plit the stem, and become an easy prey to the enemy, and in consideration also that the Monitor was drawn off and sought safety in shoal water and that the Minnesota was crippled beyond the hope of safety, induced you, by the advice of the lieutenants whom you consulted, to return to Norfolk. I still think, as I then thought, that it was the proper course for you to pursure, and that you had made the best fight of the two days engagement. From the other side. Lieutenant Greene, on March 12th, three days after the Sunday engagement between the ironclads, reported to Secretary Gideon Wells: Captain Worden then sent for me and told me to take charge of the vessel. We continued the action until 12:15 P. M., when the Merrimac retreated to Sewell's Point and we went to the Minnesota and remained by her until she was afloat. Evidently Lieutenant Greene, at the time this report was made, had been relieved of his command, as on page 92, in a report made to Secretary Wells by Captain
claims were made for the Monitor, and later on that such claims were not founded upon fact. Chief Engineer Stimers, of the Monitor, in a letter to Commodore Joseph Smith, under date of March 17th, page 27, says: We fired nothing but solid cast-iron shot, and when we were directly abeam of her (Merrimac) and hit her our shot went right through her. Assistant Secretary of the Navy, G. V. Fox, in a telegram to Major-General George B. McClellan, at Fairfax Courthouse, dated Navy Department, March 13th, page 100, says: The Monitor is more than a match for the Merrimac, but she might be disabled in the next encounter. * * * The Monitor may, and I think will, destroy the Merrimac in the next fight, but this is hope, not certainty. Despite these expressions, which are about the strongest that are to be found in the volume of records, the claim is here made that— 1. The monitor on the 9th of March, 1862, was the first to retire from the engagement with the Virginia. 2. That the Mon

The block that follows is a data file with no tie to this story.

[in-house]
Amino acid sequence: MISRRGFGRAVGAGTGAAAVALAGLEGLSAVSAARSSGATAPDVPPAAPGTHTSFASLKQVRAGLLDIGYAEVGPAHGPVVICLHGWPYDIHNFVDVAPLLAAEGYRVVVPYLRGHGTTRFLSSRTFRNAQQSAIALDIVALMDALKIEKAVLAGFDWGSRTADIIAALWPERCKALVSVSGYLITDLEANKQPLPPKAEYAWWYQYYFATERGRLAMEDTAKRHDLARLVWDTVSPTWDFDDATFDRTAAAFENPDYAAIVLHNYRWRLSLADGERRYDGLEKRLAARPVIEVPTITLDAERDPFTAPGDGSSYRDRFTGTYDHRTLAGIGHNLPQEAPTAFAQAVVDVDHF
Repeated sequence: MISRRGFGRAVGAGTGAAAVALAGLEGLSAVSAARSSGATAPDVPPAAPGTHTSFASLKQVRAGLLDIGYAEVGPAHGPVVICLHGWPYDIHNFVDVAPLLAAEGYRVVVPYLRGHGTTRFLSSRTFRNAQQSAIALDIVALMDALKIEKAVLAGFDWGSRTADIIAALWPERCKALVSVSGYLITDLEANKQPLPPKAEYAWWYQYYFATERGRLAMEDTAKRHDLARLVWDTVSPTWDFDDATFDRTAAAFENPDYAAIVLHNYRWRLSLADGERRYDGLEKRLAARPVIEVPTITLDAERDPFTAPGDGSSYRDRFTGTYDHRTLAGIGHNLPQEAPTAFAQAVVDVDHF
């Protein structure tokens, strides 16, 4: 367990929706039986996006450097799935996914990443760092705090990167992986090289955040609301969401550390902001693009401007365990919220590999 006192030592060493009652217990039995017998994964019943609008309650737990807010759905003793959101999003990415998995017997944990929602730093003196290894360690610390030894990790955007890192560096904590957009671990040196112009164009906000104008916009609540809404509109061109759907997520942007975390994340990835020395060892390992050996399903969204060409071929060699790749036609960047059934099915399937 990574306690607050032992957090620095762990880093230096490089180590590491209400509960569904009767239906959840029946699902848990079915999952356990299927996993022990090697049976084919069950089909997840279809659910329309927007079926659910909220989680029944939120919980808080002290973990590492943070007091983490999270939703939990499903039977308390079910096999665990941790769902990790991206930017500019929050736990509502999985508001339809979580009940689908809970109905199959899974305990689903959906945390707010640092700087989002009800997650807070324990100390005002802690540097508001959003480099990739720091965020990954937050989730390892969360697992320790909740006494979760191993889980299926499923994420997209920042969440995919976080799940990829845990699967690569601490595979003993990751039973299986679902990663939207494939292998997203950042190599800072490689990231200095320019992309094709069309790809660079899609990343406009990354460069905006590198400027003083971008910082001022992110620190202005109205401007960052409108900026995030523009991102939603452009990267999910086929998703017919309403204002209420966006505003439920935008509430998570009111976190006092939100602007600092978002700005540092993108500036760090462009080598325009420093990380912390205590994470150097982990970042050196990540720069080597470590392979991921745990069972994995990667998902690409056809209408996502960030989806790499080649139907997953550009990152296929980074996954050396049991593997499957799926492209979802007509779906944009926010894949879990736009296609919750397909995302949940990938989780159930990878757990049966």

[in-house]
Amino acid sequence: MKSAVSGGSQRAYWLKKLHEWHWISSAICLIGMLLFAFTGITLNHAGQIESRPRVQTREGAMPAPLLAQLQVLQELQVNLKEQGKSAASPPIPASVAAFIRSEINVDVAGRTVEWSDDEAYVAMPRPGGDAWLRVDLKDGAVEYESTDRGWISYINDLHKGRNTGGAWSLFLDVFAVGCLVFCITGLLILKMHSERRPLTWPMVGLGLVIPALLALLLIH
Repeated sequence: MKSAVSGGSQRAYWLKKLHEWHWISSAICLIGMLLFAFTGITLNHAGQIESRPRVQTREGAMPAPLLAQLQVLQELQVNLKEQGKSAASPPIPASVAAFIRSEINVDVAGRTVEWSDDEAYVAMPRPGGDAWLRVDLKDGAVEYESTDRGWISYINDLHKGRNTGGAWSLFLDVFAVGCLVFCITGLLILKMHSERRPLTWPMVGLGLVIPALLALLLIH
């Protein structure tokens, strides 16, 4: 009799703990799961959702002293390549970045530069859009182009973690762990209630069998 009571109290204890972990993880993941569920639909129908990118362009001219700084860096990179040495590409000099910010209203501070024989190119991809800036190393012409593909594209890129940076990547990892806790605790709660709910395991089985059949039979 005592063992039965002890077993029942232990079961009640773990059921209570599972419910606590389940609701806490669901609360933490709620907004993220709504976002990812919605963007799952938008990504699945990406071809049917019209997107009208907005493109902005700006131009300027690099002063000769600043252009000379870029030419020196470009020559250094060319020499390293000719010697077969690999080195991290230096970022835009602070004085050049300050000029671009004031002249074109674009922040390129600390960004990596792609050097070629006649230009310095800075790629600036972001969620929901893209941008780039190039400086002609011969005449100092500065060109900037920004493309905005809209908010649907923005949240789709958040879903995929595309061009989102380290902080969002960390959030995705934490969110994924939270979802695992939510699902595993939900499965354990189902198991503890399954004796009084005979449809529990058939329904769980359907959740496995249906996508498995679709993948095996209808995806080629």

inia had met the Monitor in conflict and that the Minnesota had not been destroyed by the former, as was expected would be the case at the close of the engagement of the 8th, but it does not justify claims that cannot be sustained by the records. The student of these records will find that very extravagant claims were made for the Monitor, and later on that such claims were not founded upon fact. Chief Engineer Stimers, of the Monitor, in a letter to Commodore Joseph Smith, under date of March 17th, page 27, says: We fired nothing but solid cast-iron shot, and when we were directly abeam of her (Merrimac) and hit her our shot went right through her. Assistant Secretary of the Navy, G. V. Fox, in a telegram to Major-General George B. McClellan, at Fairfax Courthouse, dated Navy Department, March 13th, page 100, says: The Monitor is more than a match for the Merrimac, but she might be disabled in the next encounter. * * * The Monitor may, and I think will, destroy the Merrimac in t